The three-member UN Commission on Human Rights in South Sudan called Friday for the establishment of an independent system [press release] to investigate violations in South Sudan. The establishment of the system would help with the integration of the hybrid court, according to UN Commission, which was mandated by the Peace Agreement of 2015 [text, PDF]. According to chairperson of the Commission Yasmin Sooka, the independent system should be set up immediately to collect evidence for violations before it is lost. In December the Commission stated that sexual violence had reached “epic proportions,” requiring urgent attention. The Commission is presenting its report on the human rights situation in South Sudan, along with its recommendation, to the Human Rights Council [background] in Geneva in March.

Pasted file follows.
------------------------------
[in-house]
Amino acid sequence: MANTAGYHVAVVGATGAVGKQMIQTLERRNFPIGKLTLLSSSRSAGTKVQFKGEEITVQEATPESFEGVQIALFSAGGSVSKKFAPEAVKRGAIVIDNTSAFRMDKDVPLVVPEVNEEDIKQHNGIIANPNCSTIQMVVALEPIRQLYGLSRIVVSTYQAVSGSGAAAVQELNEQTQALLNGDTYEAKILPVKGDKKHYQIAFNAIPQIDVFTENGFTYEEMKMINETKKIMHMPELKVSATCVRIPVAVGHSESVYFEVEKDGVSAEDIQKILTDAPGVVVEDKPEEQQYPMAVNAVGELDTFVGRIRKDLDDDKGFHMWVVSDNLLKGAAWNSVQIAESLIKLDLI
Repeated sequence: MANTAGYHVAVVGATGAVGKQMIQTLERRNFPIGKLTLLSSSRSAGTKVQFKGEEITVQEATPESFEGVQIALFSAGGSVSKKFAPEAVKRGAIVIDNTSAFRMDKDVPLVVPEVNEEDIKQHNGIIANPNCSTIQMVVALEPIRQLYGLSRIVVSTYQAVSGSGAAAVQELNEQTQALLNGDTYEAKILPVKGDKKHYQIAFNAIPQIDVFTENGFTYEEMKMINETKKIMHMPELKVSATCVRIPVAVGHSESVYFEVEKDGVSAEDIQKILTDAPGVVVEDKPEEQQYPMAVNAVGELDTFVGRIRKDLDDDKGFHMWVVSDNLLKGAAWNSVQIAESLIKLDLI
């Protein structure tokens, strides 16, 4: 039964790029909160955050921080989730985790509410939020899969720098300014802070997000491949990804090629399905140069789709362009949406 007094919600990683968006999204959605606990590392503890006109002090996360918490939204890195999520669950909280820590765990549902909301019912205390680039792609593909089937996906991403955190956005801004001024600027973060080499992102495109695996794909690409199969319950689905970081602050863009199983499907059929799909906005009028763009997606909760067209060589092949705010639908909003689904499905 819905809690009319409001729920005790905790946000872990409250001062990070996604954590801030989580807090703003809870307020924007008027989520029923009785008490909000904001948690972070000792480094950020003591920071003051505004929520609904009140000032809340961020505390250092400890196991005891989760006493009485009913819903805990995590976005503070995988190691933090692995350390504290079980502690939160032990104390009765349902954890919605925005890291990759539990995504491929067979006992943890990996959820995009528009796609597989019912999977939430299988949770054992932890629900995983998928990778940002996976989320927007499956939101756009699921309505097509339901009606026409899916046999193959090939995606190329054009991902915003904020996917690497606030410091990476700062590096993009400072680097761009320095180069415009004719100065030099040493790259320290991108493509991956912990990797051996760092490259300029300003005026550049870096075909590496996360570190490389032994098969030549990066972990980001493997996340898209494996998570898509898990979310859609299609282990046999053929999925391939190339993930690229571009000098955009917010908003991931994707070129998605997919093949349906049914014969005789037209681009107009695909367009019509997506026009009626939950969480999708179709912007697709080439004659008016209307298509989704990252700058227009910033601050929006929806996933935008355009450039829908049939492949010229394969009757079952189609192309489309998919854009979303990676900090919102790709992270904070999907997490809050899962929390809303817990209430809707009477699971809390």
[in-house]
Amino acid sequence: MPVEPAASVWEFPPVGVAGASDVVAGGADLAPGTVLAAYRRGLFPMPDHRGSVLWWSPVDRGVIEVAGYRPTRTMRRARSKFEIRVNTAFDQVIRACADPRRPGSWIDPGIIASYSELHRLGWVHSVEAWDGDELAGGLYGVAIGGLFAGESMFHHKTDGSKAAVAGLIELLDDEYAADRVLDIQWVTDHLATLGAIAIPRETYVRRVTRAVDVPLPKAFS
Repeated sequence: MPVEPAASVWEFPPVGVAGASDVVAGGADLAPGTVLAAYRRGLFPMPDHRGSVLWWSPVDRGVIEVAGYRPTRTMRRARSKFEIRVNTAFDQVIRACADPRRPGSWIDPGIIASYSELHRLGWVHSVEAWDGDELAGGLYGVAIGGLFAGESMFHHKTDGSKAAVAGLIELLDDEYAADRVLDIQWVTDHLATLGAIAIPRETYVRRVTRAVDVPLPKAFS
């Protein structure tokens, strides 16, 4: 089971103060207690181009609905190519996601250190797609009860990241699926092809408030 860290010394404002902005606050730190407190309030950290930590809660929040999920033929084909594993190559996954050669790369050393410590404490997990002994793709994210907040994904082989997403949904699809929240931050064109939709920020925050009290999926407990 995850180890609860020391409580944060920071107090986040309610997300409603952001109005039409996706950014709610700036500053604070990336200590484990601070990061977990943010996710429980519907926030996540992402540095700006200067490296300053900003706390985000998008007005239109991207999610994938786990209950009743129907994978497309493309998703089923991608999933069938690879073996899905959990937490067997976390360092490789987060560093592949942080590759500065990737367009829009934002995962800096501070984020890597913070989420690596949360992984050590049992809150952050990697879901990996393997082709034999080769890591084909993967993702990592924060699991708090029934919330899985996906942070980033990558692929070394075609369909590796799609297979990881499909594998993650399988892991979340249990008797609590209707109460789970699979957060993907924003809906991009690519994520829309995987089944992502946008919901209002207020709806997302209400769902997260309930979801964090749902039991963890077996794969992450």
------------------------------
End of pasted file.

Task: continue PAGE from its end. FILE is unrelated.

South Sudan has spent much of its brief history as a nation in civil war. In January the UN Mission in South Sudan (UNMISS) [official website] reported [JURIST report] that a violent period in July 2016 left hundreds of civilians dead. In December the UN Security Council failed [JURIST report] to pass an arms embargo against South Sudan. Two weeks earlier a UN spokesperson warned [JURIST report] that South Sudan “teeters on the brink of disaster.” The UN also said [JURIST report] in December that ethnic cleansing was occurring in South Sudan. In September the UN announced, and South Sudan accepted, an increase in UN peacekeeping forces in the nation from 14,000 to 18,000 in an attempt to stop civilian killings, sexual assaults, and destruction of both public and private property [JURIST reports]. South Sudan was officially recognized [JURIST report] as an independent nation in July 2011. Conflicts over natural resources, ethnic tensions, and political power have plagued the nation since its inception.